It has become a summer tradition. For one memorable weekend of the year, the tiny Village of Greenport is transformed into a lacrosse mecca.
Some of the best lacrosse players on Long Island, if not the country, converged on Greenport High School this past weekend for the 17th annual Long Island Lacrosse Shootout. Ninety-three teams represented by some 1,800 players competed on seven fields set up at the high school in what amounted to a two-day lacrosse festival organized by the Long Island Metropolitan Lacrosse Foundation.
“This tournament is great,” said Billy Rebman, the former general manager for Team USA who coaches the TOBAY Fleasters. “It’s basically Long Island. That’s the nice thing about it. You don’t have to travel too far. You come to a great place on Long Island, on the eastern end, on the North Fork, and you get all these great players from Long Island, they all kind of congregate right here, which is fantastic.”
The Long Island Lacrosse Shootout’s genesis can be traced to a planned tournament on the South Fork that never materialized. Jimmy Howell, a member of the Long Island Metropolitan Lacrosse Foundation Board of Directors, said he was driving with his wife one day when he discovered a fine site to host the event: Greenport.
Why does Greenport work?
“The town, the people, the restaurants, and it’s a vacation” destination, Howell said. “It’s just not about lacrosse. It’s about coming out with the family and going to wineries, going down to Claudio’s, going out on boats. It’s a little more than playing the game and going home. They keep coming because they love it out here. They love it on the North Fork.”
It’s ironic that Greenport was chosen since the East End was the last area on Long Island where lacrosse had not gained a foothold. But now, lacrosse officials say, the sport is growing on the East End.
“These are the things you do as you try to advance the sport in your area,” said Ken Marlborough, who coached a North Fork Lacrosse seventh-grade boys team in the tournament. “In the last five years we’ve probably seen a 100 percent or doubling of the size of our youth program, which down the road is obviously going to mean that much more kids involved in school programs as well.”
As big as the Long Island Lacrosse Shootout is, it is getting bigger.
“Every year from the first, it’s grown, grown, grown, to the point that we have 30 teams on a waiting list right now to come out here, and we can’t get the field space,” Howell said. “I could probably bring a hundred youth teams out here. That would be over 2,000 youth, and over 800, 900 club [players]. Right now we’re restricted with what we have.”
Howell said the foundation is looking to obtain the use of an additional playing site, such as Strawberry Fields in Mattituck, in order to accommodate more teams next year.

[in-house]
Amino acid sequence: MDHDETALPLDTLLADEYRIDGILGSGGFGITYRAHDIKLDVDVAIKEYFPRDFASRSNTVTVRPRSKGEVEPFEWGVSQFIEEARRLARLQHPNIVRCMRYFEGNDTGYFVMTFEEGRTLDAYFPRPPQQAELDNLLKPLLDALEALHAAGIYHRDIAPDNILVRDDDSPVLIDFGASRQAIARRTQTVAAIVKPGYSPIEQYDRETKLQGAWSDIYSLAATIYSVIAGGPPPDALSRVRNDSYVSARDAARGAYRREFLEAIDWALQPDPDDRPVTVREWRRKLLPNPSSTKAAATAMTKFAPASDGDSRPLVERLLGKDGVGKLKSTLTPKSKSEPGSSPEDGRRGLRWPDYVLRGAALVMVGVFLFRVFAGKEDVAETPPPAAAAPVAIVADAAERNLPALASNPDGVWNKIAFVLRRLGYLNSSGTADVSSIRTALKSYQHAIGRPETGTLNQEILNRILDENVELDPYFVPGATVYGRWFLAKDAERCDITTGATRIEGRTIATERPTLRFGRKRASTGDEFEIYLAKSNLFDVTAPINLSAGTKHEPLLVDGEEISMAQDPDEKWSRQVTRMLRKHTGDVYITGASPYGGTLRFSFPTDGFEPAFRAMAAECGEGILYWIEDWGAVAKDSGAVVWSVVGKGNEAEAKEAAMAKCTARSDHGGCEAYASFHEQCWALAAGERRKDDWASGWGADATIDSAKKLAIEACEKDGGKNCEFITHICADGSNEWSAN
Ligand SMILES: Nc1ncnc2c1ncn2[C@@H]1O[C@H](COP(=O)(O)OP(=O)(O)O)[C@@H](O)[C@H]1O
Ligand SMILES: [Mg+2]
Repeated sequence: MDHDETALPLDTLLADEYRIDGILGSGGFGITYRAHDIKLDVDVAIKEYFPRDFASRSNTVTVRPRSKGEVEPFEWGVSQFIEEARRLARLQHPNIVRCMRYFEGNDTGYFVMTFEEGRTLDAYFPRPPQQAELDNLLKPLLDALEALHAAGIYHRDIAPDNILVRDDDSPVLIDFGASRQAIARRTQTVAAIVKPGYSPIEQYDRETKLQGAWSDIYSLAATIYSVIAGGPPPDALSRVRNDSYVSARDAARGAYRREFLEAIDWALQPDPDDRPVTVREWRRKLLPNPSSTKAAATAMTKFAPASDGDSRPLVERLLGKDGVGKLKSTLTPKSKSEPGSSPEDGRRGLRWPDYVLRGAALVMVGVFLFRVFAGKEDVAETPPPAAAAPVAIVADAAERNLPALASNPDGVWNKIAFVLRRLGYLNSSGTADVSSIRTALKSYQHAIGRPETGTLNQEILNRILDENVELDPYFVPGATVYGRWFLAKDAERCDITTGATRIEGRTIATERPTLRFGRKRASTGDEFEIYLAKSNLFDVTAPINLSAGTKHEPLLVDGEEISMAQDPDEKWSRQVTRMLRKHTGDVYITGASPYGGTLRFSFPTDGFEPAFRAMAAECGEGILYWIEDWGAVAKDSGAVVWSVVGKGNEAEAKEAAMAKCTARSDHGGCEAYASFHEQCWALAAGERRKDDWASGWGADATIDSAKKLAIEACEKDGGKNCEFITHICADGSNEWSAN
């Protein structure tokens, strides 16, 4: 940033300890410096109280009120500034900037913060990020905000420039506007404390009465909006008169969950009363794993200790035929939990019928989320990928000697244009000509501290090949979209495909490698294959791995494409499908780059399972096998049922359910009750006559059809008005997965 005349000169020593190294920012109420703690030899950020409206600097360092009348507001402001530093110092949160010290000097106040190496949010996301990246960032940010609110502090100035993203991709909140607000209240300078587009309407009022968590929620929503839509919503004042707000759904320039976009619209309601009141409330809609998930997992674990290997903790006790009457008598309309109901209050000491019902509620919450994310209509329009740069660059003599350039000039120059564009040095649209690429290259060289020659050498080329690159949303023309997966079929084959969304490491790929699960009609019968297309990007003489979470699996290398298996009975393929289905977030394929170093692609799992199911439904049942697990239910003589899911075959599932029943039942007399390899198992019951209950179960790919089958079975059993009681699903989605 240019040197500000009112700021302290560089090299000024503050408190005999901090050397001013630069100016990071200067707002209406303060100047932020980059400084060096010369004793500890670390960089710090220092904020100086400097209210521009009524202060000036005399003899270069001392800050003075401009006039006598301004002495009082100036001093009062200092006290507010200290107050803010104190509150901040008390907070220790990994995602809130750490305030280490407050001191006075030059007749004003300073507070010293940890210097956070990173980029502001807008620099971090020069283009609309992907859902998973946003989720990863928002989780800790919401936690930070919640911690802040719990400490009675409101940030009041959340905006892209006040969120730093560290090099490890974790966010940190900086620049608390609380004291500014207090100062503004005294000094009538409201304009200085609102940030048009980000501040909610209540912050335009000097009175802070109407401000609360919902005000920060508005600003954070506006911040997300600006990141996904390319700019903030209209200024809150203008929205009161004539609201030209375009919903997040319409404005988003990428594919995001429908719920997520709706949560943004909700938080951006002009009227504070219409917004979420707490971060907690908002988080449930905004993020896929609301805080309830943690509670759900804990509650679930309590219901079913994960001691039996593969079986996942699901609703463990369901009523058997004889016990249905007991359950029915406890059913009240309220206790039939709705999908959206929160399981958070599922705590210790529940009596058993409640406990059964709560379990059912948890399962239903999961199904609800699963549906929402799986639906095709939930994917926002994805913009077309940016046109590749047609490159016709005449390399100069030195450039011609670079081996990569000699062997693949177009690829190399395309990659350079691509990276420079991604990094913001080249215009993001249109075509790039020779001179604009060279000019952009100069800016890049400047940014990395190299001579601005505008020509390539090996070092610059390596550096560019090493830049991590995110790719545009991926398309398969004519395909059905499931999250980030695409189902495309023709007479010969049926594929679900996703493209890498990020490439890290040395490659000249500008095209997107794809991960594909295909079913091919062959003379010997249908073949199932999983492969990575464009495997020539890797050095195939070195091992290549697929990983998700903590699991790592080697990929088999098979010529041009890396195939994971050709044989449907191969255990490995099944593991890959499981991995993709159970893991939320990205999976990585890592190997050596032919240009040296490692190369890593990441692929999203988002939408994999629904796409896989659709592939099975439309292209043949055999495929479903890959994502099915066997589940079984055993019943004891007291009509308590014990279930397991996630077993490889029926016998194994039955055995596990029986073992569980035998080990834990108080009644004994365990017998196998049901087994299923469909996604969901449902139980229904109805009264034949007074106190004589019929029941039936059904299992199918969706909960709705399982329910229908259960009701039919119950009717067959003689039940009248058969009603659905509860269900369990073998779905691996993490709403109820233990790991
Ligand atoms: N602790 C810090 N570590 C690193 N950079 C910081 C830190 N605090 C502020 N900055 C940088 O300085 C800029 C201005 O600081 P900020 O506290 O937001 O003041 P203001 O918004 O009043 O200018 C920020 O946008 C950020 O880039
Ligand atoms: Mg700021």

“We’ve oversubscribed this year,” said John Phillips, the Long Island Metropolitan Lacrosse Foundation’s outgoing president. “If we had more fields, we could have taken more teams.”
The range of players is vast, spanning from third/fourth-grade teams to club teams with current or former college players to masters teams for players ages 30 to 50.
“There’s a lot of tournaments across the country throughout the summer, but this tournament is special because you have the prime lacrosse players in the area on Long Island, so you’re getting the best of the best,” said Bryan Daddio, a midfielder for Duke TOBAY.
Rebman said: “The competition is as good as anywhere you’re going to find in the country. We have some very, very good talent out here.”
For many of the players, there is the convenience factor of competing against high-level competition while essentially playing in their own backyards. Still, not many players had less distance to travel to Greenport than Bryan Hale, a midfielder for Dapps Tavern. Hale played for Riverhead High School before going on to play for Sienna College.
“You’re consistently playing, one [game] right after another,” he said. “It’s great. There are kids from [Johns] Hopkins, Syracuse, the best schools in Division I, II or III — all over.”
In many cases, players are running into familiar faces they have lined up against in other competitions.
“I see a lot of players I recognize from all over Long Island,” said Patrick Reilly, a midfielder for the Huntington Blue Devils. “There are tons of good players out here.”
Marlborough said: “This is really what lacrosse is all about. The tournaments add a whole new dimension to the sport because there are so many teams there, so many parents, so many coaches, all at one time, and it’s really a neat atmosphere.”
What makes the Long Island Lacrosse Shootout unique?
Said Anthony Santamaria, an attackman/midfielder for Duke TOBAY, “It’s Greenport.”